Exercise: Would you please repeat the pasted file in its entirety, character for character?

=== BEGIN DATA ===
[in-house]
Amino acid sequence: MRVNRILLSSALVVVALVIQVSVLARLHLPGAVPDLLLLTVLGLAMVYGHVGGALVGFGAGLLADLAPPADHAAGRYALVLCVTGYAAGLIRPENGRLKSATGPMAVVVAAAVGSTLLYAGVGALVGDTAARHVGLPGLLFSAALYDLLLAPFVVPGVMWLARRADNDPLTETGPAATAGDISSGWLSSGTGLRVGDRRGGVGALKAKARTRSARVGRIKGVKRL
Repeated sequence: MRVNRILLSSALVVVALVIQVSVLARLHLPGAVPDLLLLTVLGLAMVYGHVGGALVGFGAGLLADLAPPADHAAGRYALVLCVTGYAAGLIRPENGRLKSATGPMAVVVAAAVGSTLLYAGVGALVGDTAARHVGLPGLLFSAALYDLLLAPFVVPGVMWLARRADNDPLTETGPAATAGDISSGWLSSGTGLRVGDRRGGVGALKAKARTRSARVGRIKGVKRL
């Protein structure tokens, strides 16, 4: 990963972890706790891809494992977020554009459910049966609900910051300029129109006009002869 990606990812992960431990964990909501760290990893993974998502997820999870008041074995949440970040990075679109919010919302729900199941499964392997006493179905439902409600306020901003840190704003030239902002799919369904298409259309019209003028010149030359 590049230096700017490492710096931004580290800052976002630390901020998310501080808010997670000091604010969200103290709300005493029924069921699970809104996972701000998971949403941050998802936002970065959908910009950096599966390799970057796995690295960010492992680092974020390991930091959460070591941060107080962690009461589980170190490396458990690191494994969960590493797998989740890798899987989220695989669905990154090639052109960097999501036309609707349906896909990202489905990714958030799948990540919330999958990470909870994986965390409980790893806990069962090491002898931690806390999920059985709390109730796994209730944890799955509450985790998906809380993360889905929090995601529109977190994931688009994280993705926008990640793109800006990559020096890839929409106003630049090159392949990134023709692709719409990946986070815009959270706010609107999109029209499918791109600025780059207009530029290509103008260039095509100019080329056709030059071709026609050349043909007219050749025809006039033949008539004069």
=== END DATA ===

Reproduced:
[in-house]
Amino acid sequence: MRVNRILLSSALVVVALVIQVSVLARLHLPGAVPDLLLLTVLGLAMVYGHVGGALVGFGAGLLADLAPPADHAAGRYALVLCVTGYAAGLIRPENGRLKSATGPMAVVVAAAVGSTLLYAGVGALVGDTAARHVGLPGLLFSAALYDLLLAPFVVPGVMWLARRADNDPLTETGPAATAGDISSGWLSSGTGLRVGDRRGGVGALKAKARTRSARVGRIKGVKRL
Repeated sequence: MRVNRILLSSALVVVALVIQVSVLARLHLPGAVPDLLLLTVLGLAMVYGHVGGALVGFGAGLLADLAPPADHAAGRYALVLCVTGYAAGLIRPENGRLKSATGPMAVVVAAAVGSTLLYAGVGALVGDTAARHVGLPGLLFSAALYDLLLAPFVVPGVMWLARRADNDPLTETGPAATAGDISSGWLSSGTGLRVGDRRGGVGALKAKARTRSARVGRIKGVKRL
């Protein structure tokens, strides 16, 4: 990963972890706790891809494992977020554009459910049966609900910051300029129109006009002869 990606990812992960431990964990909501760290990893993974998502997820999870008041074995949440970040990075679109919010919302729900199941499964392997006493179905439902409600306020901003840190704003030239902002799919369904298409259309019209003028010149030359 590049230096700017490492710096931004580290800052976002630390901020998310501080808010997670000091604010969200103290709300005493029924069921699970809104996972701000998971949403941050998802936002970065959908910009950096599966390799970057796995690295960010492992680092974020390991930091959460070591941060107080962690009461589980170190490396458990690191494994969960590493797998989740890798899987989220695989669905990154090639052109960097999501036309609707349906896909990202489905990714958030799948990540919330999958990470909870994986965390409980790893806990069962090491002898931690806390999920059985709390109730796994209730944890799955509450985790998906809380993360889905929090995601529109977190994931688009994280993705926008990640793109800006990559020096890839929409106003630049090159392949990134023709692709719409990946986070815009959270706010609107999109029209499918791109600025780059207009530029290509103008260039095509100019080329056709030059071709026609050349043909007219050749025809006039033949008539004069």